Sex writer Melissa Gira Grant published a piece in the Guardian last week questioning the rhetoric of anti-sex work activists—particularly Ashton Kutcher, who’s been collaborating with wife Demi Moore in a highly publicized “Real Men Don’t Buy Girls” campaign. (Kutcher and Moore’s “activism” has been discussed previously in several other Tits and Sass posts, like this one, this one, and this one, to name just a few.)
In her article, Grant deconstructs the myth of clients “buying” prostitutes instead of exchanging money for labor. Sex workers don’t “sell our bodies” any more than pro-athletes, construction workers, ballerinas or models do. We use our bodies for labor; they’re not “things” that clients can purchase. To buy something implies a permanent change of ownership. After several years of being a prostitute I find that I still very much own my body—despite all the men who have allegedly “bought” me.
Grant adeptly argues that the language of buying/selling a human being as opposed to compensating a person for labor inherently dehumanizes, more than the exchange itself does:
The problem is, real people buy sex, and real people sell sex. The numbers on how many people are involved in the sex trade are notoriously hard to gather, or trust, but there is one constant: buyers are not buying people. When politicians, social service providers and celebrity philanthropists insist that sex workers are selling ourselves, they engage in the same kind of dehumanisation that they claim johns do to us. When they claim that men can buy us, they rob us of our power and our choices.
I obviously couldn’t agree more. The only people I can think of who literally sell their bodies are paid organ donors. To imply that I’m constantly being sold and repurchased is far more objectifying than the consensual exchange between myself and my client, where prices and boundaries are determined by me.
After reading Grant’s piece I came across this rebuttal by feminist blogger Meghan Murphy, who appeared to quite willingly miss the point. She begins: “According to Melissa Gira Grant … your body is no longer connected to your existence as a human being.”
Our bodies are obviously very much connected to our existence as humans, and I’m certain Grant, and all sex workers, would agree. In my work, I happen to employ my body (and mind, believe it or not) in labor that enhances my quality of life. This doesn’t make me an object for sale. Buying an hour or two of sexual entertainment is not the same as buying a person.
Murphy disagrees. She harshly demonizes clients in her piece, claiming that we need to “educate the public about how … women are human beings and that it [is] not acceptable to treat them like objects.” She states that there are “millions of men in this world who like to hold power over women” and “get off on treating women like garbage.”
Now, I’ll admit I’m the first person to talk shit about my clients, but I feel deeply protective over the men whose dollars have sustained me when I hear such horrible accusations thrown their way. I’ve never in my life been “treated like garbage.” Well, at least not since I last held a corporate job. Clients get too attached, some have questionable hygiene, right-wing political beliefs or bad fashion sense, and more than a few leave our session with an obnoxiously inflated ego, which I take partial responsibility for.
Those are about the nastiest things I have to say about them, though. Murphy’s assumption that they’re consistently abusive and treat me like garbage is deeply insulting, to my clients, of course, but also to me. She assumes I’m regularly putting myself in dangerous and degrading situations, and that I’m too stupid to make positive, conscious decisions for myself. These assumptions about my stupidity and weak character degrade me much more deeply than my work ever has.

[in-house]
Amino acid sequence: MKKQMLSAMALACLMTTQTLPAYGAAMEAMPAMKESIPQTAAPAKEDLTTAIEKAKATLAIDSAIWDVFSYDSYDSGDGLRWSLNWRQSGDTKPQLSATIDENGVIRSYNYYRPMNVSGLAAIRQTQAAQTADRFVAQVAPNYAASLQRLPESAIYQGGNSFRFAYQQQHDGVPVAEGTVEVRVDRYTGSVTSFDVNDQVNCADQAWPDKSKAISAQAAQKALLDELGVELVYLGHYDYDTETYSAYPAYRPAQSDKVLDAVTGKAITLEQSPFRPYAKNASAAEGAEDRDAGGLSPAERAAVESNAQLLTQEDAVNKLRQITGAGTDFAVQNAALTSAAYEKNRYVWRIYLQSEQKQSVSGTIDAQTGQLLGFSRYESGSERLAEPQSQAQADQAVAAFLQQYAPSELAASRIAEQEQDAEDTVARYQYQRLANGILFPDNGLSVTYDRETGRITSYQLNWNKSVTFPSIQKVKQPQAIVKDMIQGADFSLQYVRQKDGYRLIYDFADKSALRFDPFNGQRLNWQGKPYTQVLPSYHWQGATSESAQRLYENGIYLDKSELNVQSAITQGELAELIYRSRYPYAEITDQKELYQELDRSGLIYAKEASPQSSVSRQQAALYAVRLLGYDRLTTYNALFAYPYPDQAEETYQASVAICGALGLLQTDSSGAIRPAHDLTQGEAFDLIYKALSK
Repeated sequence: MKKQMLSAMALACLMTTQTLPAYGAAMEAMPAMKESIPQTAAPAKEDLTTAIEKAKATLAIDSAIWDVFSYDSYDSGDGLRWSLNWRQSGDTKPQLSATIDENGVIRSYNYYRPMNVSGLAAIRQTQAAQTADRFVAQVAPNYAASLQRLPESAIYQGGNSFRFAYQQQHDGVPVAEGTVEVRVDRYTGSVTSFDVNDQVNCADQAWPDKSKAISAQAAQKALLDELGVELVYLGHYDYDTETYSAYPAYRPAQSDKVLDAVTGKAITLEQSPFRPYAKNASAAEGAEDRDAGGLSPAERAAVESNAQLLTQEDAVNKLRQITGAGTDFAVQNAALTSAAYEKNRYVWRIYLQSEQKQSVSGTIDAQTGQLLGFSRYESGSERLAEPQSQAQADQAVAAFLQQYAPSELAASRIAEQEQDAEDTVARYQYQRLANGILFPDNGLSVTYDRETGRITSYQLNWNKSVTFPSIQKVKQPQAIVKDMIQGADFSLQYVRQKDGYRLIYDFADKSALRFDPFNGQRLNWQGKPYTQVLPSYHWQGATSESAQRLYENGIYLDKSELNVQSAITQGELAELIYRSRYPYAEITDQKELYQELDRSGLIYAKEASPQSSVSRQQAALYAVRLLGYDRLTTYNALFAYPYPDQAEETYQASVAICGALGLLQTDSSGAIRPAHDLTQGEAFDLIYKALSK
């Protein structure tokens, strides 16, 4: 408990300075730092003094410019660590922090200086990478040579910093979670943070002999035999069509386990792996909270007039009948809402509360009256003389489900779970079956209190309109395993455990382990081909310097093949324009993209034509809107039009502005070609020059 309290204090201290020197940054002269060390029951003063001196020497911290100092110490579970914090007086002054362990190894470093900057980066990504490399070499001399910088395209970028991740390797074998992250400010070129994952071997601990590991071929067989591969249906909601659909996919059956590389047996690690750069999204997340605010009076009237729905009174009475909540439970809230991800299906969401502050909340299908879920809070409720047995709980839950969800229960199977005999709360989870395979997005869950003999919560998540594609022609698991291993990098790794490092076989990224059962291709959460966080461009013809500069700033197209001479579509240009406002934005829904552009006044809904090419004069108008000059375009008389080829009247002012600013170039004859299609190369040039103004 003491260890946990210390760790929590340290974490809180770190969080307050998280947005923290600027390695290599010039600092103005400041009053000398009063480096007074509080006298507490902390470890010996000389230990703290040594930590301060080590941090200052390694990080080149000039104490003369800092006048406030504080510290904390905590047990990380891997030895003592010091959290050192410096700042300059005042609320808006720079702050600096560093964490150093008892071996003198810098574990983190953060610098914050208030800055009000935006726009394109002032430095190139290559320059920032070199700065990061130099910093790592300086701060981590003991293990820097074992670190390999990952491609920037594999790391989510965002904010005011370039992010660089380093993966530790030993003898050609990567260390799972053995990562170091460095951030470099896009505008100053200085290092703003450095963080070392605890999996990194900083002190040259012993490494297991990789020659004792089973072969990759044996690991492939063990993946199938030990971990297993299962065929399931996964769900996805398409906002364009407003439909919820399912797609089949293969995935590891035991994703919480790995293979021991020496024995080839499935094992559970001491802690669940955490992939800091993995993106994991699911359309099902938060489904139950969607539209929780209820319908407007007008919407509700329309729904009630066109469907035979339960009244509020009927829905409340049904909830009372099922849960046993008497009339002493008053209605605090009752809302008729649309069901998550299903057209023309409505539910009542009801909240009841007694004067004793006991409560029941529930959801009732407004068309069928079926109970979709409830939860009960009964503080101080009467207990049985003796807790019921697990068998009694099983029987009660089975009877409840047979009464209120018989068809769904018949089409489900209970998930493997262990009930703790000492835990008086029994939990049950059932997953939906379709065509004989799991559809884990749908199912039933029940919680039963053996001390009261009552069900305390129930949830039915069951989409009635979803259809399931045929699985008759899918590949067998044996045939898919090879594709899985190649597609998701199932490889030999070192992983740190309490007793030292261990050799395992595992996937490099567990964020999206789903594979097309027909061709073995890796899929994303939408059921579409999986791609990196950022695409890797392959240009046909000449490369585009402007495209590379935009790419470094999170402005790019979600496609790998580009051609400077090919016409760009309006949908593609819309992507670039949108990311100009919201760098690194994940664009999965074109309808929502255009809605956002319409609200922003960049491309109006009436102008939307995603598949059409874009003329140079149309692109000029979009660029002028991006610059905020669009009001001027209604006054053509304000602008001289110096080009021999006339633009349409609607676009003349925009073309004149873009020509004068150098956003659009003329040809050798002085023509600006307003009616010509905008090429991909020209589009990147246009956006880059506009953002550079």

The point flies over Murphy’s head, who mistakenly summarizes Grant: “From now on, pointing out oppression makes you the oppressor. Pretend that oppression is actually empowering, and you, friend, are now empowering the previously oppressed.” Murphy seems to believe we should allow herself, and other anti-prostitution activists, to inform sex workers how we should feel about our work. We should feel exploited, she argues, because, “A man knows you need the money and so he takes advantage of that need by paying you to use your body. And that’s how exploitation works.” Could that argument be made of most other types of labor, that your client or employer is exploiting you because they know you need money? Or is it inherently degrading for women to have sex?
Murphy then criticizes Grant, an accomplished activist and former sex worker herself, for having garnered her information on anti-prostitution activism from “just from having watched CNN and from following Ashton Kutcher on Twitter.” Murphy feels much more qualified to speak on the matter because she has “actually spoken to people who do desire to end prostitution.” It’s delightfully fitting that she doesn’t claim here to have spoken to sex workers; to do so would grant legitimacy to the voices of people whom Murphy has decided are merely objects for sale. To speak with other people, who are not sex workers but who have decided what’s best for us—is there anything feminist about that?
Murphy concludes her piece:
I also believe that when a man buys a girl or a woman to have sex with, that girl or woman is a human being. And whatever he does to her body, he does to her, as a human being. Sex is attached to the body and the body is attached to the human.
Grant’s point on the rhetoric of being bought and sold, as opposed to the reality of being a laborer, was apparently completely lost. Yes, Meghan Murphy, my body is attached to a mind, and a pretty competent one at that. One that’s decided that movie stars and politicians can’t decide what my profession should be, or determine how it degrades me. Working for a living does not equate to being bought.